Kathy Crosby, wife of Ed, the (then) second baseman for the Cleveland Indians, wanted to lose weight. Her husband encouraged her and daily asking for an update. At first, she was proud of the scale’s readings and couldn’t wait to share the good news with Ed. But after a while, she realized he was “too” on board, “too” bossy about ways to expedite her weight loss.
One day, when Ed was out of town on a road trip, Kathy decided to cheat. Kentucky Fried Chicken was just around the corner. Surely a piece—or three—of white meat, a scoop—or two—of mashed potatoes, and a biscuit—or two–couldn’t hurt. Plus, her husband would never know. When he would return late that night and ask, she would say she had done well. After all, “well” is relative, right?
What Kathy did not know was that the local KFC had prepared a huge celebration for the one-millionth customer who crossed its threshold. You can guess who that was. As soon as Kathy placed her order, a trio of bagpipe players, the Cleveland press, dignitaries from the home office and all the KFC employees surrounded a stunned Kathy. Presenting her with a bouquet of balloons and enough chicken coupons to last a lifetime, my friend stood by, looking like she had just swallowed a barnyard of eggs.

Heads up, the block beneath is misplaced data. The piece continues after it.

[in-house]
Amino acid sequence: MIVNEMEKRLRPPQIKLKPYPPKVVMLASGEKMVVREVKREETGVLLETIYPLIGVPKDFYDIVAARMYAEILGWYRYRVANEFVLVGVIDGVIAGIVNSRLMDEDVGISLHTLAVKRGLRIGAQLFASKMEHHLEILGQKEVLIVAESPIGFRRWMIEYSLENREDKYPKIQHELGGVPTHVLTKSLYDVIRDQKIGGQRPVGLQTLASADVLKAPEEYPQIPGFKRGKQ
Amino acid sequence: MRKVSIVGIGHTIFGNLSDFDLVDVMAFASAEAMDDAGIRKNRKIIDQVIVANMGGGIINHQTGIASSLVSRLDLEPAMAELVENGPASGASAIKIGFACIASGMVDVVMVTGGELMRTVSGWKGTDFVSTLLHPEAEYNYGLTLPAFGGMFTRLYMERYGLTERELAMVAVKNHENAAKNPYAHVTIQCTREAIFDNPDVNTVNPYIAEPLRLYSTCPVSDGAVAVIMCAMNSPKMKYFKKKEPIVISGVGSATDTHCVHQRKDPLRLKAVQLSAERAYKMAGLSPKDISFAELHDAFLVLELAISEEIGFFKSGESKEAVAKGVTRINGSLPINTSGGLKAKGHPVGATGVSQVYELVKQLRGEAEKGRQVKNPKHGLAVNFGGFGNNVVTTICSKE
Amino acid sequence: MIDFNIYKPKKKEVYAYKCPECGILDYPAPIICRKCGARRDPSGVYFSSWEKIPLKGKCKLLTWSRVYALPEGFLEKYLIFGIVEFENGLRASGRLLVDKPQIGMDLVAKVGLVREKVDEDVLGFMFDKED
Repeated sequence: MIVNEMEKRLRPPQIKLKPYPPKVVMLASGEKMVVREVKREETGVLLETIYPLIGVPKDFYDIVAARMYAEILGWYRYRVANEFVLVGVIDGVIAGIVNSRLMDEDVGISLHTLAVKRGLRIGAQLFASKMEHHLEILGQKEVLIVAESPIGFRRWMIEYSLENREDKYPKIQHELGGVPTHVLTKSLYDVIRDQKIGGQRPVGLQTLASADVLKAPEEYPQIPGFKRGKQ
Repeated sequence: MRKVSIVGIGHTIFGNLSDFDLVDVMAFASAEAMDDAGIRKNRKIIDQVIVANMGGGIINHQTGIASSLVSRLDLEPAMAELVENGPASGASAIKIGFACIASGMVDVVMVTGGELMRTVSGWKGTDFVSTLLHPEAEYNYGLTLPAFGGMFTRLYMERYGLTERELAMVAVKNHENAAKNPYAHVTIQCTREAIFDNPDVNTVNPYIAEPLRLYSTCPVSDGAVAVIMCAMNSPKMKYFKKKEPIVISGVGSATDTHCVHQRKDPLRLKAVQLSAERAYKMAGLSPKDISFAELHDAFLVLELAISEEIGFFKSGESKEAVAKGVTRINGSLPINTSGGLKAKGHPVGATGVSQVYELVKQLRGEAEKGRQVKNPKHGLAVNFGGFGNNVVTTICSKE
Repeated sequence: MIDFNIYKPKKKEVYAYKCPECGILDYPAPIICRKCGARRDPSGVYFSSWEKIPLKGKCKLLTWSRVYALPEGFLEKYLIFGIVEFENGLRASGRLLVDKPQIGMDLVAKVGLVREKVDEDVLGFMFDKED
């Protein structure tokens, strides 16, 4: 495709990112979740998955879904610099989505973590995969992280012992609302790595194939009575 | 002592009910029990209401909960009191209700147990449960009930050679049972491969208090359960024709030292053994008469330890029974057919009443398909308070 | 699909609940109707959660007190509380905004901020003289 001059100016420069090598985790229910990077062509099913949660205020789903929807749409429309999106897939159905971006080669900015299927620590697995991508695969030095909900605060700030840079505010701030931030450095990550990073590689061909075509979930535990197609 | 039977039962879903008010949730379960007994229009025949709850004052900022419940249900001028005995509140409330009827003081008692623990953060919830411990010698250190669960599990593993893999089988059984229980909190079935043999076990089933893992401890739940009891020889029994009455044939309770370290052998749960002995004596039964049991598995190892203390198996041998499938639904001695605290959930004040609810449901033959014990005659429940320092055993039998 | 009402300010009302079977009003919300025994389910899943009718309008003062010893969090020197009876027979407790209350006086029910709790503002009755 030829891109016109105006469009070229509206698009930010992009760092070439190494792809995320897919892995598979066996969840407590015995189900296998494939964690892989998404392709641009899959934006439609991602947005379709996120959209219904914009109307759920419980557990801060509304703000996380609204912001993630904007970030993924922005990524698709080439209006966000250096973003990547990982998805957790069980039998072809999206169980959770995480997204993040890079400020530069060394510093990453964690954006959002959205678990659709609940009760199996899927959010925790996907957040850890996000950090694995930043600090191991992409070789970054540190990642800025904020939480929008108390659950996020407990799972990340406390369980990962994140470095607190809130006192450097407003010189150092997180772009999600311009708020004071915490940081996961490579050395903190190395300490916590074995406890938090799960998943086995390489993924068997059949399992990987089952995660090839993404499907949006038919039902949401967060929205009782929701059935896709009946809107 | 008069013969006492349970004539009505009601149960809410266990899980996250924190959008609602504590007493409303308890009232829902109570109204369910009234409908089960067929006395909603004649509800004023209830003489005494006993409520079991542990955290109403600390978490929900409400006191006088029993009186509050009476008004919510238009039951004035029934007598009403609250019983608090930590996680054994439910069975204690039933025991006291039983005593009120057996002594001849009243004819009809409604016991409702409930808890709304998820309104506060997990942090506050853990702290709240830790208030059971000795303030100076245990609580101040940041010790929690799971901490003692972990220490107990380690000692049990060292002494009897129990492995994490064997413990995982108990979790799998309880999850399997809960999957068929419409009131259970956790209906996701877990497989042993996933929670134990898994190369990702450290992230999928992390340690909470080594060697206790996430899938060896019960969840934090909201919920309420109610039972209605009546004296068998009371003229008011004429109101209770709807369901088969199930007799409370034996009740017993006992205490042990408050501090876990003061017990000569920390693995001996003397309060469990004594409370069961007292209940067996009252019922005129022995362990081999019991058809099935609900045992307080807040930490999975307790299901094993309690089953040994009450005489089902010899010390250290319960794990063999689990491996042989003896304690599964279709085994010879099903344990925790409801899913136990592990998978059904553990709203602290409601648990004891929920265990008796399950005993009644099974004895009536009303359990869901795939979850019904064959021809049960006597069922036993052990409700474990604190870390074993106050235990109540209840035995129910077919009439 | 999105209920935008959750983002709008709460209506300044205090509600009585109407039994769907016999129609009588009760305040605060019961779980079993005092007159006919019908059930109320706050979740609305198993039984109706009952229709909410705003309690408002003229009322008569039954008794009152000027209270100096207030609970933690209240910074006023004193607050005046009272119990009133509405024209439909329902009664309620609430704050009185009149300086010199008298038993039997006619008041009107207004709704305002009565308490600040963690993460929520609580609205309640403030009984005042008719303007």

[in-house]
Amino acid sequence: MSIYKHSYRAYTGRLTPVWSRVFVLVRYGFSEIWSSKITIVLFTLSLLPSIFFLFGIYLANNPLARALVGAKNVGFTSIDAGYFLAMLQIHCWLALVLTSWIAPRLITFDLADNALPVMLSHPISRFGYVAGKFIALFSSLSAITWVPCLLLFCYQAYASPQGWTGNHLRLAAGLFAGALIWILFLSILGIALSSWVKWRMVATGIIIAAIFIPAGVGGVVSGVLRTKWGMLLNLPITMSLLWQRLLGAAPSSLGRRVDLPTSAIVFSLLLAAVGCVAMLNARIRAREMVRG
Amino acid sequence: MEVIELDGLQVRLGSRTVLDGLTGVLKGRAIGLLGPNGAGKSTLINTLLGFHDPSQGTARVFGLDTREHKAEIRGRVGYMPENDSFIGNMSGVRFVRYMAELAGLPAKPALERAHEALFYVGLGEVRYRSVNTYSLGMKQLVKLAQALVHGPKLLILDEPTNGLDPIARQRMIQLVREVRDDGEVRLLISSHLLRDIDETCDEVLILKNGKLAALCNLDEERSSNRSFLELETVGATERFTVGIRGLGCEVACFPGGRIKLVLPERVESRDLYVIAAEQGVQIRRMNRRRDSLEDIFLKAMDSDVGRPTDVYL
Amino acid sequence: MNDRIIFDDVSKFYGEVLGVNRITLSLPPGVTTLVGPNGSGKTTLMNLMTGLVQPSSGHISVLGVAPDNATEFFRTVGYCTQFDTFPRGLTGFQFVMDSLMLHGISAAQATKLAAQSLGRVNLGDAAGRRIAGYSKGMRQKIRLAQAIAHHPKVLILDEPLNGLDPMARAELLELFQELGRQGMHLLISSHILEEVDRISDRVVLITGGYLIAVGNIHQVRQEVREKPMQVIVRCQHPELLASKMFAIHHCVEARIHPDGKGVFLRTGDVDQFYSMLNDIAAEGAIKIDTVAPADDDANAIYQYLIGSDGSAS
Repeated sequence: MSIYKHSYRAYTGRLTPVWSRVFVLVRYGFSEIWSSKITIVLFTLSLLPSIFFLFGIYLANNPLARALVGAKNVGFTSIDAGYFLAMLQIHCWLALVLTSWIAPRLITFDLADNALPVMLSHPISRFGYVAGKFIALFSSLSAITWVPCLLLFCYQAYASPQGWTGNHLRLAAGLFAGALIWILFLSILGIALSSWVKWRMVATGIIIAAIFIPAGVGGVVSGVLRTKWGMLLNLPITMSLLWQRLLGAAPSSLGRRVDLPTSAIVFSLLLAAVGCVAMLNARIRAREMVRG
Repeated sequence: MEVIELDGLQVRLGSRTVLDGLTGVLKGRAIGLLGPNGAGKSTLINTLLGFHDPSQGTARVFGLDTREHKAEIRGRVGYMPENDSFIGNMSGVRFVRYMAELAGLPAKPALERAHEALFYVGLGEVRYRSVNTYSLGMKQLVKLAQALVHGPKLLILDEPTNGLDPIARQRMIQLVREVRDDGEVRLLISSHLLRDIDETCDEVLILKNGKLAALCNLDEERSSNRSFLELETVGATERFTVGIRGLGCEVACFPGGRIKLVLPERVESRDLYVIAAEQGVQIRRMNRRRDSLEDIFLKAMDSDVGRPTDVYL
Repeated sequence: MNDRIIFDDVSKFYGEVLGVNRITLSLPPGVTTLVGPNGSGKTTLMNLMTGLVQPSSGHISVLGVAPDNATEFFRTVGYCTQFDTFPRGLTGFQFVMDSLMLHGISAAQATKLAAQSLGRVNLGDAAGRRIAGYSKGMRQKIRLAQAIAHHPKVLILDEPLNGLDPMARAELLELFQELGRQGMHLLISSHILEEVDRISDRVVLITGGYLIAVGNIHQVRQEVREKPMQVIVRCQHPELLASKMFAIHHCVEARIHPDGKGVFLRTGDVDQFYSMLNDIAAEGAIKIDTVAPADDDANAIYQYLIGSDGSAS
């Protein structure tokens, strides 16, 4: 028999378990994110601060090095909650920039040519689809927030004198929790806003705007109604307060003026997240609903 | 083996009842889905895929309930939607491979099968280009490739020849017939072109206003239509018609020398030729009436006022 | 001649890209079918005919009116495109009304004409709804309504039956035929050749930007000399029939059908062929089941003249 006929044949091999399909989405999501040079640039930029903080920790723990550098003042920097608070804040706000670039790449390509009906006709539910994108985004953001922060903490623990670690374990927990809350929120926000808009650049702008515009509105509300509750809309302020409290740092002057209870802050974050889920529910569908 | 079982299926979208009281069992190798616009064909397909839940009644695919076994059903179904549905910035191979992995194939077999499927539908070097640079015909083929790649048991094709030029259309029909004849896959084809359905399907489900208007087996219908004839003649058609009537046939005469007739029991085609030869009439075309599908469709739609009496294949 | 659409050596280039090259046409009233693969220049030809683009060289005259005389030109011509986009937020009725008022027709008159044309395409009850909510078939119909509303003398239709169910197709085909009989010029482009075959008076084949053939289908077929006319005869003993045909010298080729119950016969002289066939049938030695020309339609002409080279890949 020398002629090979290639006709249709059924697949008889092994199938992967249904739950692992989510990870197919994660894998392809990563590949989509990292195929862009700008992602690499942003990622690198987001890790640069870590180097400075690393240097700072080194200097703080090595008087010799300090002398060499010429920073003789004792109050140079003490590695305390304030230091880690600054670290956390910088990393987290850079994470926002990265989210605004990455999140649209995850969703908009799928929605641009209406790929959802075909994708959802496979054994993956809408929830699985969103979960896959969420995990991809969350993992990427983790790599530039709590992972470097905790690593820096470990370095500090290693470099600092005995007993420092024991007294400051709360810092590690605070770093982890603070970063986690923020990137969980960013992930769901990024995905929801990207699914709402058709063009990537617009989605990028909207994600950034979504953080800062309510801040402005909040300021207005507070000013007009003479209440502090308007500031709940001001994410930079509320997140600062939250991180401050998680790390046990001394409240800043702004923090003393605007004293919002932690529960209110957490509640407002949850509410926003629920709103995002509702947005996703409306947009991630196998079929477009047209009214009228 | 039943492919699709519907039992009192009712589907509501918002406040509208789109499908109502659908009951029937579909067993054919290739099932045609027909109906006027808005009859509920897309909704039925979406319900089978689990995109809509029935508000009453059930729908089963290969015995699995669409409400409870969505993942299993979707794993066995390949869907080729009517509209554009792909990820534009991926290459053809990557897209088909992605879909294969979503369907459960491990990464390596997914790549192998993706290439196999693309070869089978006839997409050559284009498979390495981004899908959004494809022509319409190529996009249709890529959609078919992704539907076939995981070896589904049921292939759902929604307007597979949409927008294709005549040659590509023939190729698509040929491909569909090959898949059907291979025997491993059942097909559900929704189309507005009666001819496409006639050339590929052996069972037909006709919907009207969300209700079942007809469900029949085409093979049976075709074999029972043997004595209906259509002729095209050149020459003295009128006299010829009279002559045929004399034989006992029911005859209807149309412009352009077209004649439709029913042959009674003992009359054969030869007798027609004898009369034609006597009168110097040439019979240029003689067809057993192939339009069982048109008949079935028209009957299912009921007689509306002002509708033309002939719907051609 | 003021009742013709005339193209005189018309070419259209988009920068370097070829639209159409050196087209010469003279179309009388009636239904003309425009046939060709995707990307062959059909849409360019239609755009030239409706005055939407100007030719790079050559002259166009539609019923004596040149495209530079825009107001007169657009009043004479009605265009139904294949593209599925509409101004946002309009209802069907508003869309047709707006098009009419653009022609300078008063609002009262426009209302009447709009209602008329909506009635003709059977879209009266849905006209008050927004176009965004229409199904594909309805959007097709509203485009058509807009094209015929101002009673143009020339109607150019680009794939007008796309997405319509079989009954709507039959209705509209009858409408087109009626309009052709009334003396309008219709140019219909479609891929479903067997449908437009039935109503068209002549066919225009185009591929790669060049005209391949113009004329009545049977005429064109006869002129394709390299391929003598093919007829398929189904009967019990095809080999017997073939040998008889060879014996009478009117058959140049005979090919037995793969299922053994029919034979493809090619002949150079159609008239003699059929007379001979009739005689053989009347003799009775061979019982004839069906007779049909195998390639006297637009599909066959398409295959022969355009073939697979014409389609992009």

When Ed came home that night, Kathy picked him up at the airport. It took no time for him to ask how her diet was progressing. She talked about how disciplined she had been and how she had done so well. Relative, right? Ed was proud and told her so.
The next morning, while reading the Cleveland Press newspaper, Ed noticed a photo of someone who strongly resembled his wife. So strongly did she resemble his wife that he read the article. Enter Kathy. Ed pointed to the picture and asked if that would happen to be the same person—who just happened to be named Kathy Crosby– who had “done so well.”